Weekend in review

Here are some of the stories that caught the attention of your writers this weekend.

1. The United States is increasing its unilateral airstrikes in the tribal regions of Pakistan before its new government changes its policy on American missions, according to U.S. officials. The increase reflects the Bush administration’s concern that Pakistan’s new majority will be less welcoming of such attacks than the former majority government of President Pervez Musharraf, a key U.S. ally. “U.S. Steps Up Unilateral Strikes in Pakistan” – [Washington Post]

2. Protesting monks disrupted a cadre of foreign journalists’ government-guided tour of Lhasa last Thursday. The journalists were the first allowed entry to Tibet since protests triggered a violent reaction from the Chinese government eighteen days ago. President Bush spoke with Chinese President Hu Jintao by telephone the day before, encouraging the government to talk with exiled Tibetan leader the Dalai Lama. “Monks disrupt Tibet media visit” – [BBC  News]

3. Puerto Rican Governor Anibal Acevedo Vila was charged Thursday with 19 counts of campaign finance violations in a federal investigation. Acevedo, a Democratic Superdelegate and supporter of Senator Barack Obama, denied the charges and called the investigations politically motivated. He could serve more than 20 years in federal prison if convicted. “Puerto Rico governor charged with corruption” – [MSNBC]

4. Senator Barack Obama delivered a key speech that outlined his plans to modernize regulation of financial markets and provide relief for homeowners harmed by the housing crisis; he also proposed a $30 billion economic stimulus package to fuel growth and help protect families from potential recession. “Obama Casts Wide Blame for Financial Crisis and Proposes Homeowner Aid” – [New York Times]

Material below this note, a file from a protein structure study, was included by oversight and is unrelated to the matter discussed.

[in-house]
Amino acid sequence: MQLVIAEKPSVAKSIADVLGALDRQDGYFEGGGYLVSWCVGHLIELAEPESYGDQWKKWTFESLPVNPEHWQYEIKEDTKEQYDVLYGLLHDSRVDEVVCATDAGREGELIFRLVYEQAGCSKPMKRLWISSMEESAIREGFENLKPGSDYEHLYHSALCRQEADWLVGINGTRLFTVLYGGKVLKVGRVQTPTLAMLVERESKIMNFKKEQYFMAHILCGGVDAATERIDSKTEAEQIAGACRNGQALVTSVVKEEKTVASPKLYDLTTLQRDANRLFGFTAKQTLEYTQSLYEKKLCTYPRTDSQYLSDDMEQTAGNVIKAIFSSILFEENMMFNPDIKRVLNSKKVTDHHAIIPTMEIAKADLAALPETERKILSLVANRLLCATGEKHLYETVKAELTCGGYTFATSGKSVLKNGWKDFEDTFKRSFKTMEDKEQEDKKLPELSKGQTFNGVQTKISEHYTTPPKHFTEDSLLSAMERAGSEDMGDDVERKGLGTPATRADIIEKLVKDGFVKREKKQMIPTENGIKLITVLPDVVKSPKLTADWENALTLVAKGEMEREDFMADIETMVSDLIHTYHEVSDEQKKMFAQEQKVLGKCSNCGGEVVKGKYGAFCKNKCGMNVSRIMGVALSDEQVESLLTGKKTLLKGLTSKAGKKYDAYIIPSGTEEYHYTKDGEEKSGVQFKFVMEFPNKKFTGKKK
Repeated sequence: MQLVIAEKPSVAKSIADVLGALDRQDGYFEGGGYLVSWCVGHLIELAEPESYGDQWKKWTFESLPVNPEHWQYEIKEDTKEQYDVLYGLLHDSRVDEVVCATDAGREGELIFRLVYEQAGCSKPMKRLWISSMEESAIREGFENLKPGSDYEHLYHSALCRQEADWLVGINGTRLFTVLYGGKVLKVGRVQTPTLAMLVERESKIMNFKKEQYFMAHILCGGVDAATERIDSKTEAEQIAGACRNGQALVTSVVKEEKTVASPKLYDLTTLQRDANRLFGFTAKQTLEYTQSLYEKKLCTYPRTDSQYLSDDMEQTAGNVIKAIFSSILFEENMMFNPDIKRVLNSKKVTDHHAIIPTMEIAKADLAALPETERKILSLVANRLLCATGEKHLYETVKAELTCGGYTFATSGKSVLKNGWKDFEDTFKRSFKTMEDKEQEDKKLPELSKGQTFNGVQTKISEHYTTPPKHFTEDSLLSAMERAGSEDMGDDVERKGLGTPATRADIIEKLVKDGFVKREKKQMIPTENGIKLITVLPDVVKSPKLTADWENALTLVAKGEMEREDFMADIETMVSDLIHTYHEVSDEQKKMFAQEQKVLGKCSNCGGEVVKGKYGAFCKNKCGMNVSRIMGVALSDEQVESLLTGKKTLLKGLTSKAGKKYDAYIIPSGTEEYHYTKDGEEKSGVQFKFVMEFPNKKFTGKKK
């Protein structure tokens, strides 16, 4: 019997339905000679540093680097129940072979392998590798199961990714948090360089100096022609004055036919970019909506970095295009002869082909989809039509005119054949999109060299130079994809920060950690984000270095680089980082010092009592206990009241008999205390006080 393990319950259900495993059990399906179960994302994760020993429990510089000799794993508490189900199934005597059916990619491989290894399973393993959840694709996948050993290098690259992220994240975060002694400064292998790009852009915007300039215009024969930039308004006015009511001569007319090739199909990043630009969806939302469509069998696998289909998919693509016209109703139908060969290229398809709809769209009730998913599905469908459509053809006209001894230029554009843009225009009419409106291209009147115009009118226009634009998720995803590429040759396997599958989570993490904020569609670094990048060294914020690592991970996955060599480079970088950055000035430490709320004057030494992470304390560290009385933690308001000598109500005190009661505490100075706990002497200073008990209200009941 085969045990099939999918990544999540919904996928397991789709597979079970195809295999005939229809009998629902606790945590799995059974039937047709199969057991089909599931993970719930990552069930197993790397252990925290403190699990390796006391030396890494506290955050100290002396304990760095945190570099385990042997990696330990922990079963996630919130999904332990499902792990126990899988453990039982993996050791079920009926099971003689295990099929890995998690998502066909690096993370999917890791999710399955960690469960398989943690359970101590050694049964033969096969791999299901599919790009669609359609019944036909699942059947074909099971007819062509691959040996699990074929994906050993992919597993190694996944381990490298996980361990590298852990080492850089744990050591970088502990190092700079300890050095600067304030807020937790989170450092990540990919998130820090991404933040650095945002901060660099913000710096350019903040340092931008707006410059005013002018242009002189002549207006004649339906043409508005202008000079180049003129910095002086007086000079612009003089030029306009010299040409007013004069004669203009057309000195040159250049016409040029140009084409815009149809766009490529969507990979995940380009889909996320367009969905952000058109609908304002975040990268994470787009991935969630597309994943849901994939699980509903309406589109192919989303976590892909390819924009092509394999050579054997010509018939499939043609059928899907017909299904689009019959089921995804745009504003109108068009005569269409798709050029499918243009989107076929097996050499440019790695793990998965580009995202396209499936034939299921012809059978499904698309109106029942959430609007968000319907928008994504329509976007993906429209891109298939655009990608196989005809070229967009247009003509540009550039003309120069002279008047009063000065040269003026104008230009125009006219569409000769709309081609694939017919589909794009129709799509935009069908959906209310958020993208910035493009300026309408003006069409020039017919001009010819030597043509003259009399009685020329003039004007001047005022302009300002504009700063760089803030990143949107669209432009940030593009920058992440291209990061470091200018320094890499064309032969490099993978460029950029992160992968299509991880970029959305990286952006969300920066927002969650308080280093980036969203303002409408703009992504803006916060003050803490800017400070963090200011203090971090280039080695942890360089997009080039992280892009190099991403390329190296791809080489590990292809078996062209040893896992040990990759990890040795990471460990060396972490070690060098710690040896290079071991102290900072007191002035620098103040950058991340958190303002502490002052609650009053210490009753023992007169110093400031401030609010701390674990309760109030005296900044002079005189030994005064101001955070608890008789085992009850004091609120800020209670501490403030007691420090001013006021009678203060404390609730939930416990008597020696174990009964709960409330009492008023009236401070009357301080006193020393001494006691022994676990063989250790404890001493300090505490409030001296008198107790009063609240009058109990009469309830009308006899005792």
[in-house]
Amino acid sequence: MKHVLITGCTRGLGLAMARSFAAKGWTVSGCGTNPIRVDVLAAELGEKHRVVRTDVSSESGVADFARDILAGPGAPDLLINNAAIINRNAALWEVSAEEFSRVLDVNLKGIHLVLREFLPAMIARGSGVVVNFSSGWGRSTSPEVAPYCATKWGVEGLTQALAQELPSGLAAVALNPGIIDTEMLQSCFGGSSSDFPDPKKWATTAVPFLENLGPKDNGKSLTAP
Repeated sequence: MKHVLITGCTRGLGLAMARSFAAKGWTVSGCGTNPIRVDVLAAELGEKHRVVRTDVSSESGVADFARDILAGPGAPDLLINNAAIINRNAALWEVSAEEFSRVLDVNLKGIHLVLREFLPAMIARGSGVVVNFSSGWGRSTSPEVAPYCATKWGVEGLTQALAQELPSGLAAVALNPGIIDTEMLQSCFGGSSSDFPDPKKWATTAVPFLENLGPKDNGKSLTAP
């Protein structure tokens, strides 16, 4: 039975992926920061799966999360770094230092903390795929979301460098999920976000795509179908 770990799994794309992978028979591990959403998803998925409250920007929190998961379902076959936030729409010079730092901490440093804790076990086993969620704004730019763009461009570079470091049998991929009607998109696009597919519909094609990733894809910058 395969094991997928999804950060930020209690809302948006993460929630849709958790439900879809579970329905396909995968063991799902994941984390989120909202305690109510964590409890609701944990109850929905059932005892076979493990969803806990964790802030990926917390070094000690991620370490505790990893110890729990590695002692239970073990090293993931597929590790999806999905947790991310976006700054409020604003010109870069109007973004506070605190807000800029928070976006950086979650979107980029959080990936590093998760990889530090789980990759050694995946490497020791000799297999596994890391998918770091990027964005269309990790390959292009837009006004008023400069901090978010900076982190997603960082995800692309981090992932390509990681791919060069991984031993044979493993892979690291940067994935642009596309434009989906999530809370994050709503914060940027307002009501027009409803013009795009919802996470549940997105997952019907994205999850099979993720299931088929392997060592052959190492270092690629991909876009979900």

5. The controversial comments of Senator Barack Obama’s former pastor had little negative impact on his presidential bid, according to a NBC News/Wall Street Journal poll released last Wednesday. Several pundits had predicted a fallout of white voters from Obama’s campaign after video clips from Jeremiah Wright’s sermons surfaced on the internet; the most popular video showed Wright yelling “God damn America” in a tirade condemning government policies toward blacks. 47 percent of voters who said they saw Obama’s popular speech on race said Obama has sufficiently addressed the comments made by Wright while 37 percent said he needs to address it further. Obama experienced a two percent decrease in favorablility ratings from polls conducted in early March; Senator Hillary Clinton experienced an eight percent drop during the same period, marking her lowest ratings since her 2001 election to the U.S. Senate. “First Thoughts: Myth buster” – [First Read, MSNBC political blog] *Full poll results available here.

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